Default for most computers I use is still Bash. On some I installed Zsh manually. Here’s what I do:
❯ apt install zsh
# menu system, select (2) (default .zshrc)
❯ curl -sfL git.io/antibody | sh -s - -b ~/bin
❯ echo "romkatv/powerlevel10k" > ~/.zsh_plugins.txt
❯ ~/bin/antibody bundle < ~/.zsh_plugins.txt > ~/.zsh_plugins.sh
❯ cat >>.zshrc <<_EOF_
typeset -U path
for i in ~/bin ~/dart-sdk/bin ; do
if [[ -d "$i" ]] ; then
# not needed, but if the p10k configurator does not start,
# then run p10k manually
# In either case: configure p10k to your liking
# or copy ~/.p10k.sh from another machine
# Change default shell to zsh
chsh -s /bin/zsh
I’d love to say that I automated this with an Ansible role, but since I change/configure zsh less than once a year, it really makes no sense to maintain an Ansible script just for this.
Since part of making the Colorlight card work with Dart was to be able to send Layer 2 Ethernet packets, I created a small Dart package for that: l2ethernet.
There’s plenty improvements I could do, from being able to listen to packets to making sure the shared library is being found, but for now it works for the purpose of sending out packets at over 50fps.
I wish the protocol would be officially documented for the Colorlight 5A 75 as it’s an awesome piece of affordable technology to drive those LED panels (see here as an example). I rather like using Ethernet instead of some odd adapter card which is tied to a specific hardware (RPi in above case). Ethernet on the other hand is perfect: it’s fast (Gigabit can transfer a 256×256 24 bit/pixel frame in 1.6µs or over 600fps, cables can be 100m long, you can use (L2) switches to distribute the traffic and you can create traffic with any software which can send Ethernet frames.
To configure the Colorlight 5A 75B, you need software named LEDVISION. It’s needed to configure the panels, their wiring and some other items. Once done, it’s no longer required.
A limitation I did not expect is that LEDVISION does require a Ethernet port to work. It might be possible to send actual frames via WiFi as long as the receiver card is connected to a bridged Gigabit Ethernet port, but that remains to be seen1.
Some frame decoding is visible in the source code of FPP which took the work from the original reverse engineering here. So here the frames I found (Colorlight 5A 75B, version 5A 10.16).
1 When sending frames via WiFi, the result is having…problems. Think of analog TV having a bad reception: you can see what’s going on, but frames are missing, colors are off for a frame, and the first line of the graphics is not always on the first line.
As a reminder: this is not a baking blog. Now that this is out of the way, I was looking for non-cookies for a change, and cupcakes would fit the bill. I checked several recipes and settle to use this. Here the result:
I recommend to read the well made web page above, but the summary of the recipe:
150 g plain / all purpose flour
1 1/4 tsp baking powder
1/8 tsp salt
2 large eggs at room temp
150 g caster / superfine sugar
60g unsalted butter
125 ml milk
2 tsp vanilla extract
1 1/2 tsp vegetable or canola oil
The only change I did was to replace the superfine sugar with the fine brown sugar.
Time was spot on 22 minutes. The result was 11 small cupcakes which probably should have been 9 slightly larger ones.
Since I had dried coconut left over (see here), I was searching for a recipe for cookies with coconuts. There’s plenty, so I picked one and it worked really well. The biggest problem was converting cups into something I can use, so here the metric translation of that recipe:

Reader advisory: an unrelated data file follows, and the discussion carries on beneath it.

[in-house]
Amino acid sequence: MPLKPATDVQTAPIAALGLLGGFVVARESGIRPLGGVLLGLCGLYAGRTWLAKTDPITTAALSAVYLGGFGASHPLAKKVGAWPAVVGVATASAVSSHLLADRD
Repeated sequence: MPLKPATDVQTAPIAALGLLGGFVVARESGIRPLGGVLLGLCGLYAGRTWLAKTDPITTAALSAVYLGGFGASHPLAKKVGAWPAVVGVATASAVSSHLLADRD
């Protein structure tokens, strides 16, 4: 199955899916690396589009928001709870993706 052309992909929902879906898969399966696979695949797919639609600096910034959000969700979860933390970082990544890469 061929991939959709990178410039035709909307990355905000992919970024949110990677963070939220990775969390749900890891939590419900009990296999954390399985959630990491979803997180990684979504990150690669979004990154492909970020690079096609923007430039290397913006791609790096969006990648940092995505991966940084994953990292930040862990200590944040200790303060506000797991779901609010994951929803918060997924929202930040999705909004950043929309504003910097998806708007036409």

150g flour (= 1 1/4 c)
1/2 tsp baking soda
1/4 tsp salt
110g butter (= 1/2 c)
200g sugar (brown only as I had no white sugar) (= 1 c in total)
1/2 tsp vanilla extract
120g coconut shredding (= 1 1/3 c)
Don’t let me rant about the use of tsp. That is pure insanity. Luckily those don’t need to be exact anyway.
Preheat oven to 175°C
In one bowl mix flour, baking soda and salt
In a larger bowl add butter and sugar and mix well
Add egg and vanilla
Add flour little by little (sieving it in)
Mix in the coconut shreddings
Form small balls (about 2-3cm diameter) and put them on baking paper
Bake about 12-14min. Move to wire rack to cool.
The result was as good as I expected. Crispy outside, a bit chewy inside. Perfect on the first try!
My whole life I have mostly cereals for breakfast: cornflakes and Müsli. There are so many variations of the latter, that it never gets boring: with dried fruits, with chocolate or nuts, crunchy or not, just add with milk or like Bircher keep it soaking for some hours…
But this is all rolled oats and until recently I didn’t even know there’s non-rolled oats, namely “steel-cut oats”. I followed this recipe with 60g (2oz for the metrically challenged) of oats and it reminded me a lot of Griessbrei which I had when I was a kid. Ah, good old memories! It was surprisingly nice. Not a big fan of the 25min cooking time though, but it’s a nice variation which is especially nice in cold winter days.
When it comes to in-ear headphones, the neckband format is by far my personal favorite. While I have several Bluetooth headphones, my most liked in-ear one is the Fiio FH3: comfortable, great sound. But it’s cabled, and I do not like cables. So I got a Shanling MW200 for my FH3. And the FH3 still sound great!
But the MW200 blinks in blue which means it’s using the SBC audio codec when connecting to my Linux PC! Unacceptable!
It turns out that on an older Ubuntu version (20.04), the Bluetooth Codecs only support SBC. Not a big problem: PulseAudio 1.15 supports better codecs like aptX, AAC and LDAC. And it’s part of Ubuntu 21.10.
Time to upgrade from 20.04 to 21.10 then!
After doing the usual
❯ apt update
❯ apt upgrade
I still only see SBC used: the MW200 blinks blue when it’s using it. If it was using another codec, it would blink in another color (e.g. green=LDAC or purple=aptX).